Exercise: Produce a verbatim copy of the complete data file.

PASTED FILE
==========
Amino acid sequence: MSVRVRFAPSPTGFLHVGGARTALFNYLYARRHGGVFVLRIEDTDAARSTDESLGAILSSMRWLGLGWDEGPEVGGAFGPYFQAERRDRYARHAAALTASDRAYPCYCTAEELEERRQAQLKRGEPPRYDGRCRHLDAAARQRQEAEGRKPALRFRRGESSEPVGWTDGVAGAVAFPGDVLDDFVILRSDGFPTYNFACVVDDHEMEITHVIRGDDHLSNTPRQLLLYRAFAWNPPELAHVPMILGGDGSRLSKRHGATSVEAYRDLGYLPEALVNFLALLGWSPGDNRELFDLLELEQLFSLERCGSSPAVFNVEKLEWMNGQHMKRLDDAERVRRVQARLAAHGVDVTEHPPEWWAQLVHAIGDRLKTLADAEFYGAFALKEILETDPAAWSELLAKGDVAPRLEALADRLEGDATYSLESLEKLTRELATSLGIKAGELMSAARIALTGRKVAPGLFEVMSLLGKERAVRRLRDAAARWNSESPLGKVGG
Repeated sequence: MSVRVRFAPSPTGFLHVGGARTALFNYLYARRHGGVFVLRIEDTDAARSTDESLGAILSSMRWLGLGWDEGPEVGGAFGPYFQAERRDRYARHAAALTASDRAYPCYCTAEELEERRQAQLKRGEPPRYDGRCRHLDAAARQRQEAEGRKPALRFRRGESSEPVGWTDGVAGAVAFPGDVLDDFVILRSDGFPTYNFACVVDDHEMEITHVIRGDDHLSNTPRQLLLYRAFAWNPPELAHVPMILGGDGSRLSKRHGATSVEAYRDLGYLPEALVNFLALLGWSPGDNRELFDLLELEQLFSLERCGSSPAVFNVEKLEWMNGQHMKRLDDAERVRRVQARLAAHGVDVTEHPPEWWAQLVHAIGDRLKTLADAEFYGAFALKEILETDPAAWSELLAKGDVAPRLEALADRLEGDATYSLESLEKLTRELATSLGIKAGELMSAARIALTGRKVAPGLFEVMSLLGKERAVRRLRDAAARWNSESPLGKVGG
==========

Amino acid sequence: MSVRVRFAPSPTGFLHVGGARTALFNYLYARRHGGVFVLRIEDTDAARSTDESLGAILSSMRWLGLGWDEGPEVGGAFGPYFQAERRDRYARHAAALTASDRAYPCYCTAEELEERRQAQLKRGEPPRYDGRCRHLDAAARQRQEAEGRKPALRFRRGESSEPVGWTDGVAGAVAFPGDVLDDFVILRSDGFPTYNFACVVDDHEMEITHVIRGDDHLSNTPRQLLLYRAFAWNPPELAHVPMILGGDGSRLSKRHGATSVEAYRDLGYLPEALVNFLALLGWSPGDNRELFDLLELEQLFSLERCGSSPAVFNVEKLEWMNGQHMKRLDDAERVRRVQARLAAHGVDVTEHPPEWWAQLVHAIGDRLKTLADAEFYGAFALKEILETDPAAWSELLAKGDVAPRLEALADRLEGDATYSLESLEKLTRELATSLGIKAGELMSAARIALTGRKVAPGLFEVMSLLGKERAVRRLRDAAARWNSESPLGKVGG
Repeated sequence: MSVRVRFAPSPTGFLHVGGARTALFNYLYARRHGGVFVLRIEDTDAARSTDESLGAILSSMRWLGLGWDEGPEVGGAFGPYFQAERRDRYARHAAALTASDRAYPCYCTAEELEERRQAQLKRGEPPRYDGRCRHLDAAARQRQEAEGRKPALRFRRGESSEPVGWTDGVAGAVAFPGDVLDDFVILRSDGFPTYNFACVVDDHEMEITHVIRGDDHLSNTPRQLLLYRAFAWNPPELAHVPMILGGDGSRLSKRHGATSVEAYRDLGYLPEALVNFLALLGWSPGDNRELFDLLELEQLFSLERCGSSPAVFNVEKLEWMNGQHMKRLDDAERVRRVQARLAAHGVDVTEHPPEWWAQLVHAIGDRLKTLADAEFYGAFALKEILETDPAAWSELLAKGDVAPRLEALADRLEGDATYSLESLEKLTRELATSLGIKAGELMSAARIALTGRKVAPGLFEVMSLLGKERAVRRLRDAAARWNSESPLGKVGG